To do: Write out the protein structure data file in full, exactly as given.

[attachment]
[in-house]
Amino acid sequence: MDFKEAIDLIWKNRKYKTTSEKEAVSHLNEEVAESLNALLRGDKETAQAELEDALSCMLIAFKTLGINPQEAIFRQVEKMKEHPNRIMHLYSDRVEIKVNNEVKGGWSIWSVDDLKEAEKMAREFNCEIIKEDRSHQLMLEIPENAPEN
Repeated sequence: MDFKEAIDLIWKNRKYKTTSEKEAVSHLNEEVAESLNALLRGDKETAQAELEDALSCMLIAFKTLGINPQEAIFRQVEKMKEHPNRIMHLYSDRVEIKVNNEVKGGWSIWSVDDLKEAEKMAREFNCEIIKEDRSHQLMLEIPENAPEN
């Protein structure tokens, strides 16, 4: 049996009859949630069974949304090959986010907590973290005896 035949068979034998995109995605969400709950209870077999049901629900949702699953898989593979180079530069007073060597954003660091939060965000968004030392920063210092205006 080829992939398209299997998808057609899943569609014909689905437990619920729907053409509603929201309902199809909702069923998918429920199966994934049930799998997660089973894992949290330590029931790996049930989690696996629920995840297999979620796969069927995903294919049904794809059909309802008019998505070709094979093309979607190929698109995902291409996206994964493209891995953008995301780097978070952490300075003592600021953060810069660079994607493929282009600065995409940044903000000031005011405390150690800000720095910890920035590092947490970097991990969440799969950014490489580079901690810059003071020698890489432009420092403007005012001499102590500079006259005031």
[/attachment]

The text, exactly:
[in-house]
Amino acid sequence: MDFKEAIDLIWKNRKYKTTSEKEAVSHLNEEVAESLNALLRGDKETAQAELEDALSCMLIAFKTLGINPQEAIFRQVEKMKEHPNRIMHLYSDRVEIKVNNEVKGGWSIWSVDDLKEAEKMAREFNCEIIKEDRSHQLMLEIPENAPEN
Repeated sequence: MDFKEAIDLIWKNRKYKTTSEKEAVSHLNEEVAESLNALLRGDKETAQAELEDALSCMLIAFKTLGINPQEAIFRQVEKMKEHPNRIMHLYSDRVEIKVNNEVKGGWSIWSVDDLKEAEKMAREFNCEIIKEDRSHQLMLEIPENAPEN
């Protein structure tokens, strides 16, 4: 049996009859949630069974949304090959986010907590973290005896 035949068979034998995109995605969400709950209870077999049901629900949702699953898989593979180079530069007073060597954003660091939060965000968004030392920063210092205006 080829992939398209299997998808057609899943569609014909689905437990619920729907053409509603929201309902199809909702069923998918429920199966994934049930799998997660089973894992949290330590029931790996049930989690696996629920995840297999979620796969069927995903294919049904794809059909309802008019998505070709094979093309979607190929698109995902291409996206994964493209891995953008995301780097978070952490300075003592600021953060810069660079994607493929282009600065995409940044903000000031005011405390150690800000720095910890920035590092947490970097991990969440799969950014490489580079901690810059003071020698890489432009420092403007005012001499102590500079006259005031």